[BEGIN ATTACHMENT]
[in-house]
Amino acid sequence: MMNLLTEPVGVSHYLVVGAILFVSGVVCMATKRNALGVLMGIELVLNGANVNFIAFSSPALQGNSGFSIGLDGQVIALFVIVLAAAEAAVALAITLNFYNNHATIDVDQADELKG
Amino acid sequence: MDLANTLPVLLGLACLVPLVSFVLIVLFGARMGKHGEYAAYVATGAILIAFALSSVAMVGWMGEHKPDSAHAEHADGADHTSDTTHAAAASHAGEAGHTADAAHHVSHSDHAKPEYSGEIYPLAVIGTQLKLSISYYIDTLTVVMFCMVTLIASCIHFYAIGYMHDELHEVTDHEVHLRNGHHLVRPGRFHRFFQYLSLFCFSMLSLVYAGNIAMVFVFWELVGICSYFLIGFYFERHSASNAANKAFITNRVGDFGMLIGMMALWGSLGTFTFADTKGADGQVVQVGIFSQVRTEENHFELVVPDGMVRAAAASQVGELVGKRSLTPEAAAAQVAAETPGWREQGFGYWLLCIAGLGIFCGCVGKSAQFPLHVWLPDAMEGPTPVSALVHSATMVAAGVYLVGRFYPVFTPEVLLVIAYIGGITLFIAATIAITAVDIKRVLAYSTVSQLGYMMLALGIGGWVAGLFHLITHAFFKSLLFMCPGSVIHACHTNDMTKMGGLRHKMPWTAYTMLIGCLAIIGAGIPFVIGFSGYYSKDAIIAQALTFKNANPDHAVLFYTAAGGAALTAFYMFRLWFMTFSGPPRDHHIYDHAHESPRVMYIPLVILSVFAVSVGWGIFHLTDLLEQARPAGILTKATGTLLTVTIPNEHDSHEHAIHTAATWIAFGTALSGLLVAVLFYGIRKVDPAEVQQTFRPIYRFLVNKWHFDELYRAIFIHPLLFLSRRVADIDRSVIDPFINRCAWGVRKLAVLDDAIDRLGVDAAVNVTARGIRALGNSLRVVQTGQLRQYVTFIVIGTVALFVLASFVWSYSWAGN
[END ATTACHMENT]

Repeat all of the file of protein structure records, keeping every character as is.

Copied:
[in-house]
Amino acid sequence: MMNLLTEPVGVSHYLVVGAILFVSGVVCMATKRNALGVLMGIELVLNGANVNFIAFSSPALQGNSGFSIGLDGQVIALFVIVLAAAEAAVALAITLNFYNNHATIDVDQADELKG
Amino acid sequence: MDLANTLPVLLGLACLVPLVSFVLIVLFGARMGKHGEYAAYVATGAILIAFALSSVAMVGWMGEHKPDSAHAEHADGADHTSDTTHAAAASHAGEAGHTADAAHHVSHSDHAKPEYSGEIYPLAVIGTQLKLSISYYIDTLTVVMFCMVTLIASCIHFYAIGYMHDELHEVTDHEVHLRNGHHLVRPGRFHRFFQYLSLFCFSMLSLVYAGNIAMVFVFWELVGICSYFLIGFYFERHSASNAANKAFITNRVGDFGMLIGMMALWGSLGTFTFADTKGADGQVVQVGIFSQVRTEENHFELVVPDGMVRAAAASQVGELVGKRSLTPEAAAAQVAAETPGWREQGFGYWLLCIAGLGIFCGCVGKSAQFPLHVWLPDAMEGPTPVSALVHSATMVAAGVYLVGRFYPVFTPEVLLVIAYIGGITLFIAATIAITAVDIKRVLAYSTVSQLGYMMLALGIGGWVAGLFHLITHAFFKSLLFMCPGSVIHACHTNDMTKMGGLRHKMPWTAYTMLIGCLAIIGAGIPFVIGFSGYYSKDAIIAQALTFKNANPDHAVLFYTAAGGAALTAFYMFRLWFMTFSGPPRDHHIYDHAHESPRVMYIPLVILSVFAVSVGWGIFHLTDLLEQARPAGILTKATGTLLTVTIPNEHDSHEHAIHTAATWIAFGTALSGLLVAVLFYGIRKVDPAEVQQTFRPIYRFLVNKWHFDELYRAIFIHPLLFLSRRVADIDRSVIDPFINRCAWGVRKLAVLDDAIDRLGVDAAVNVTARGIRALGNSLRVVQTGQLRQYVTFIVIGTVALFVLASFVWSYSWAGN